Rafael Albuquerque

‘Huck’ #2 widens its scope and keeps its heart intact

Even if the narrative gets darker around the edges with the introduction of Mrs. Jones’ connection to a probably evil Siberian scientist and the general media storm, Huck #2 continues to be a study in optimism for Mark Millar and Rafael Albuquerque. Huck continues to help ordinary people in extraordinary ways even if he is surrounded by news choppers and random people. At this point, Orlov doesn’t quite fit into the story and is a throwback to Russian villain trope, but Huck #2 more than makes up for this slight hiccup with evocative storytelling, a hopeful tone, and the introduction of tension in the plot for this exemplary hero.

Progressivism is on the Rise in Superhero Comics

Not only does Steve Orlando’s Midnighter comic star a gay man, it tells blunt, sex-positive stories about that character. The main cast of characters in the upcoming main Avengers comic All-New, All-Different Avengers has a small minority of white dudes.
While there is still a lot of work on the road to a utopia of complete social justice, there is a trend of progressivism in some of today’s superhero comics that is impossible to ignore.

‘Huck’ #1 is a bright, wholesome ray of optimism

Huck #1 is wholesome like a Red Delicious Apple and not saccharine like whatever chemicals they put in diet soda. It’s all-American like the smell of your favorite pie or sweet baked like your grandma or freshly mowed grass on a Friday morning before the first high school football game of the season without the jingoism or exceptionalism that has marred this country. (The fact that it was written by a Scottish person and drawn by a Brazilian definitely helps in that category.) Basically, Huck #1 is the most hopeful and uplifting comic that has come out in 2015 so far with a good hearted and admirable main character, a setting that lets Rafael Albuquerque show off the softer side of his watercolor style, and a compelling final page cliffhanger plotted by Mark Millar.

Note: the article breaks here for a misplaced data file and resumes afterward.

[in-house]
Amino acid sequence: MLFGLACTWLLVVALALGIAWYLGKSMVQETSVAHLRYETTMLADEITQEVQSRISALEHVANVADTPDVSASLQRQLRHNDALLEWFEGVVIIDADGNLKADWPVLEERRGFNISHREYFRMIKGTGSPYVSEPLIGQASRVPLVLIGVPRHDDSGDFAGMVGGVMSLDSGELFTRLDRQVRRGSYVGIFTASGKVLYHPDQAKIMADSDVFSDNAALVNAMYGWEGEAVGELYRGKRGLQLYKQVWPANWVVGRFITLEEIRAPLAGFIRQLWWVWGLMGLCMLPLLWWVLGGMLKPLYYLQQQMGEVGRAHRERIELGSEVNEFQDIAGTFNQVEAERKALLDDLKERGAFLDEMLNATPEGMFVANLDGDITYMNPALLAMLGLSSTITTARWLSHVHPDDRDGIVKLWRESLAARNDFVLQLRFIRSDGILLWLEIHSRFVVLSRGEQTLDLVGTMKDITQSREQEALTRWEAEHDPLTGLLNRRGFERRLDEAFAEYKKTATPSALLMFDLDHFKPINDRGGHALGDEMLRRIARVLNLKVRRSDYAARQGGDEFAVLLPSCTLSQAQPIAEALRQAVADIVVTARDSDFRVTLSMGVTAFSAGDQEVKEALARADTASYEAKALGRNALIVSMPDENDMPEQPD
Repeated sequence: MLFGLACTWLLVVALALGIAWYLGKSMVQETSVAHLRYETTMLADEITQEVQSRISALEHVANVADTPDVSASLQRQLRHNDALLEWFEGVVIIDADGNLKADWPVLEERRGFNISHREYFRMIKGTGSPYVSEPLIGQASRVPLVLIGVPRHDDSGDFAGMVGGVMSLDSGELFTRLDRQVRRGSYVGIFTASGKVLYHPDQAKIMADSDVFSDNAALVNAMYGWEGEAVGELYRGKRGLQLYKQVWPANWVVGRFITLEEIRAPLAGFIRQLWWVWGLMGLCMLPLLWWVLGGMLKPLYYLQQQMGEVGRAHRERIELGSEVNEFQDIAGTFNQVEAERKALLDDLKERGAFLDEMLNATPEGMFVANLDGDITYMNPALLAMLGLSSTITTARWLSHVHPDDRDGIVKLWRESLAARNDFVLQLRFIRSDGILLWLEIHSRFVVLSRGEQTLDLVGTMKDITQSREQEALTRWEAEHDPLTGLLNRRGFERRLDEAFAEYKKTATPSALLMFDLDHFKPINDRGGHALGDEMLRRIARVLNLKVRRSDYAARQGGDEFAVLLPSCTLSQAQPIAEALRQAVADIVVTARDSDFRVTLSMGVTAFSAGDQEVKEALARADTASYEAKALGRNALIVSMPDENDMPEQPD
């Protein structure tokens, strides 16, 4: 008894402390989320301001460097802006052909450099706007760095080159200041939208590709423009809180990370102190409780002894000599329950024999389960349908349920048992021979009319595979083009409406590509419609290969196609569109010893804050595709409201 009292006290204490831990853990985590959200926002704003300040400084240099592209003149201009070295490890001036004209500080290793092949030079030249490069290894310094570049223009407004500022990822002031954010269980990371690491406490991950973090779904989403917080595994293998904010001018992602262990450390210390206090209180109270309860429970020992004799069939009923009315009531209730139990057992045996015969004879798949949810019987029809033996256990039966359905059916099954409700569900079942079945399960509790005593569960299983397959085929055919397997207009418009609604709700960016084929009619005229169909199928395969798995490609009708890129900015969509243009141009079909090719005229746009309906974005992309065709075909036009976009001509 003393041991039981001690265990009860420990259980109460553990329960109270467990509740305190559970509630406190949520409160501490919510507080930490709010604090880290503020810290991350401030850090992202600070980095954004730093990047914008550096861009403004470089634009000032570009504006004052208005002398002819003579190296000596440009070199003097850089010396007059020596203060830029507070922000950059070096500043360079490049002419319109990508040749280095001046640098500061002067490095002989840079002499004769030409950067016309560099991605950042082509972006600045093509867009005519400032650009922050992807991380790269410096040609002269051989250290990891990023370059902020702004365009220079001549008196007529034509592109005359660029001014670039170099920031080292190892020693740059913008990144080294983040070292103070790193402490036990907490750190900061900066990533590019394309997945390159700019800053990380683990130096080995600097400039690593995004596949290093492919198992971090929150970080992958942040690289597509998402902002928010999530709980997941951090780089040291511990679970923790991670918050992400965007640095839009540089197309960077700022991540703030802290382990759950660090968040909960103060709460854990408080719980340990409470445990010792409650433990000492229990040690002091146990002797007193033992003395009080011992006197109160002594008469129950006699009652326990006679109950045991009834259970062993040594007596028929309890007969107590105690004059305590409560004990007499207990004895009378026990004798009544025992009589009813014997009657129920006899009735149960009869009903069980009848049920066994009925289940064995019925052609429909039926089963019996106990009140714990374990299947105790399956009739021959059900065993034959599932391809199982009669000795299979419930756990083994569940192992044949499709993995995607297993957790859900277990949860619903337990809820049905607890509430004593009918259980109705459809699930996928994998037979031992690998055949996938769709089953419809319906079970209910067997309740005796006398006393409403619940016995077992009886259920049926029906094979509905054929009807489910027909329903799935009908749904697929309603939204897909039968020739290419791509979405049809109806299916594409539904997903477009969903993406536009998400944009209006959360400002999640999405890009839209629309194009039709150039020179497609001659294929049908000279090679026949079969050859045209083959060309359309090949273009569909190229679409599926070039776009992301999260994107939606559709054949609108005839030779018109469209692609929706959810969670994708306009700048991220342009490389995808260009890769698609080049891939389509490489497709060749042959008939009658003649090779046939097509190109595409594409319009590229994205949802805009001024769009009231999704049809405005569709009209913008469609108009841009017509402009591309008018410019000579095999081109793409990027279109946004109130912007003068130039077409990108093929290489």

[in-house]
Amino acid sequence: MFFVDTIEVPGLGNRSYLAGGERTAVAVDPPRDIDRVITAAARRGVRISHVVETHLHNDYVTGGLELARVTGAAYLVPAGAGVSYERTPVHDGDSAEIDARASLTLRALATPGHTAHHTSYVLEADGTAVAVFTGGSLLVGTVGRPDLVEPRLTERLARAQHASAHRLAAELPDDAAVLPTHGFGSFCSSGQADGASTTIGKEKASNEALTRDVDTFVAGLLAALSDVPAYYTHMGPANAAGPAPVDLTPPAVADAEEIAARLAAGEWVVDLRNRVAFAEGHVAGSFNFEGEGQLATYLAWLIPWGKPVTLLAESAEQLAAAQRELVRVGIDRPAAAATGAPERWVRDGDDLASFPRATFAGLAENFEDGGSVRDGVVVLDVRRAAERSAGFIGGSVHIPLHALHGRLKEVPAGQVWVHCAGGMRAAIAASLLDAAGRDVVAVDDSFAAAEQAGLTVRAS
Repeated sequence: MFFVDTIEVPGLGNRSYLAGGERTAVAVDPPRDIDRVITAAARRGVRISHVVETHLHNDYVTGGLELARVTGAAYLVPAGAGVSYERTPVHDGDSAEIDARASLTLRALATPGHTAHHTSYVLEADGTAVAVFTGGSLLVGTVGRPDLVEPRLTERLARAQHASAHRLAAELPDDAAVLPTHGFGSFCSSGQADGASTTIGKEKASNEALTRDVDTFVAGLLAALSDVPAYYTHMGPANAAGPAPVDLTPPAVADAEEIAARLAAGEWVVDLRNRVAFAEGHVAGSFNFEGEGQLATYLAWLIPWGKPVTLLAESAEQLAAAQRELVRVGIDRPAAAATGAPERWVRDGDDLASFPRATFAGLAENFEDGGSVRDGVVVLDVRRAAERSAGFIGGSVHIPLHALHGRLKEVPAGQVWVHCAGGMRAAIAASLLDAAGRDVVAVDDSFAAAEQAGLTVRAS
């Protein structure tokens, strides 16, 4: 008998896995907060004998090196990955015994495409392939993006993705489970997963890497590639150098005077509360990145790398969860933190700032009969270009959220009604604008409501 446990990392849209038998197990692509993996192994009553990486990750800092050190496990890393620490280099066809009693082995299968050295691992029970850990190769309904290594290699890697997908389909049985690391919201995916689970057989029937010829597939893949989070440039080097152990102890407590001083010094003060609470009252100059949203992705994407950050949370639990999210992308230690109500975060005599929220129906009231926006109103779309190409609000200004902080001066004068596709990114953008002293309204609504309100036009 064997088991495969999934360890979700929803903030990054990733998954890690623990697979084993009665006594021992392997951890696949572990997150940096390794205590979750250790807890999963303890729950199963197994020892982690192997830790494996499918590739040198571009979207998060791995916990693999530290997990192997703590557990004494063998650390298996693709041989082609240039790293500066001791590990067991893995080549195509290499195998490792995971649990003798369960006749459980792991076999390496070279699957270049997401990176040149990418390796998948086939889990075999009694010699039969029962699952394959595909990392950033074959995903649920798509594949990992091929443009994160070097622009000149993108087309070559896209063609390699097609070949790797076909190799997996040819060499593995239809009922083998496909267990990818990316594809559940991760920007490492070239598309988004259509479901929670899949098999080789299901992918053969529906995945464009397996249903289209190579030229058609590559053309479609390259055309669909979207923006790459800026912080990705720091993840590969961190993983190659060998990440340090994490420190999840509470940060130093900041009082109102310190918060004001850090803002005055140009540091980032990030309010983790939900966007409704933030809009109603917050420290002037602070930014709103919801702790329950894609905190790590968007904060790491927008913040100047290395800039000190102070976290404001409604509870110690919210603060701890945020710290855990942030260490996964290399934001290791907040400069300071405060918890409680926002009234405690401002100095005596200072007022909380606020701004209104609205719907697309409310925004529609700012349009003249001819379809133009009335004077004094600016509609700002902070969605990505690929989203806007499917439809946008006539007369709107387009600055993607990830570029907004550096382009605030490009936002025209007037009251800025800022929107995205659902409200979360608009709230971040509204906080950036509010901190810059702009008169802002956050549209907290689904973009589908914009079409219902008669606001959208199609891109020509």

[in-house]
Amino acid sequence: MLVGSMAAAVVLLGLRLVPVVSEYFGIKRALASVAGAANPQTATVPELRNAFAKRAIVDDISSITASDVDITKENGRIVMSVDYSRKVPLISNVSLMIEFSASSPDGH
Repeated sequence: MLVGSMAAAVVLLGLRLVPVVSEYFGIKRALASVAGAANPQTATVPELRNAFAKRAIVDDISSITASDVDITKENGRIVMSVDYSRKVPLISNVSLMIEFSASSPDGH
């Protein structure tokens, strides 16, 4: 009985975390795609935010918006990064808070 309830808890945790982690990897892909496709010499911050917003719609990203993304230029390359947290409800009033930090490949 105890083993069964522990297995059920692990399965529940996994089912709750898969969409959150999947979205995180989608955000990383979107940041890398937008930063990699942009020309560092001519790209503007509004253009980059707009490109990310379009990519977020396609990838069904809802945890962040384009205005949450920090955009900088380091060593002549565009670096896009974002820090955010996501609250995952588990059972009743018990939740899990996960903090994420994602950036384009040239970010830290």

‘Ei8ht’ #3: making good time

Rafael Albuquerque’s miniseries passion project reaches the halfway point with Ei8ht #3. The book has successfully come from being an interesting though empty time travel story and finally into a high concept pulp action adventure and if it can stick the landing it’s bound to become one of the most enjoyable comics of the year.

‘Ei8ht’ #2: a second chance

If one recalls, Ei8ht #1 was the first issue of a five part miniseries created by Rafael Albuquerque and Mike Johnson. When the initial issue came out last month, it came up on the intriguing but lacking side of the spectrum. The latest issue has hit the spinner racks and it’s not safe to say this book is set to be a fantastic science fiction romp.

‘Ei8ht’ #1 has a rough entrance

From the people at Dark Horse comes a five-part miniseries called Ei8ht. This story is somewhat of an abnormality, coming from the mind of Rafael Albuquerque who typically contributes to the comic book world via pencils and inks, yet this time has taken up the role of story teller alongside writer Mike Johnson. What they’ve produced is a time travel story taking place in the past, present, and future; starring an amnesiac chrononaut by the name of Joshua who’s found himself stranded in a place outside of time. It’s an interesting mystery with a somewhat lacking central character but enticing enough in concept to make up the slack.

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